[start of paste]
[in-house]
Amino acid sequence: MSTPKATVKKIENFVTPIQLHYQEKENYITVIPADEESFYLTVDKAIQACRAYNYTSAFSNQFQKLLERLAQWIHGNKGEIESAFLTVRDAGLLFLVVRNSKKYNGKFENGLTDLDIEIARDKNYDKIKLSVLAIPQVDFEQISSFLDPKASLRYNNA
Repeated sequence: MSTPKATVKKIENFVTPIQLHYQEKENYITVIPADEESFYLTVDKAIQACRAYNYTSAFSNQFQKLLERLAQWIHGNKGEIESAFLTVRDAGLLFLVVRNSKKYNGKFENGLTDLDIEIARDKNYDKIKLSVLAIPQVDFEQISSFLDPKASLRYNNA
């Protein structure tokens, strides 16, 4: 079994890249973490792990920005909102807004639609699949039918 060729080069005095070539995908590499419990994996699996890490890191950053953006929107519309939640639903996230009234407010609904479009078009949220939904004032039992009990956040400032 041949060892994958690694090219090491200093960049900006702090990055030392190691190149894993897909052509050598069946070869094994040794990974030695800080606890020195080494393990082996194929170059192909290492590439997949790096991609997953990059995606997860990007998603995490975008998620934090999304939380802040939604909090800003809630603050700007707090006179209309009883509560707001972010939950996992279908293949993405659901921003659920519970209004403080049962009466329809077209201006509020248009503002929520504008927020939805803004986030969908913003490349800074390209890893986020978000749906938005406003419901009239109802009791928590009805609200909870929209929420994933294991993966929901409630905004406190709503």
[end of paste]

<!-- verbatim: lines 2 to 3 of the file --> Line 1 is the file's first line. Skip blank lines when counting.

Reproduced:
Amino acid sequence: MSTPKATVKKIENFVTPIQLHYQEKENYITVIPADEESFYLTVDKAIQACRAYNYTSAFSNQFQKLLERLAQWIHGNKGEIESAFLTVRDAGLLFLVVRNSKKYNGKFENGLTDLDIEIARDKNYDKIKLSVLAIPQVDFEQISSFLDPKASLRYNNA
Repeated sequence: MSTPKATVKKIENFVTPIQLHYQEKENYITVIPADEESFYLTVDKAIQACRAYNYTSAFSNQFQKLLERLAQWIHGNKGEIESAFLTVRDAGLLFLVVRNSKKYNGKFENGLTDLDIEIARDKNYDKIKLSVLAIPQVDFEQISSFLDPKASLRYNNA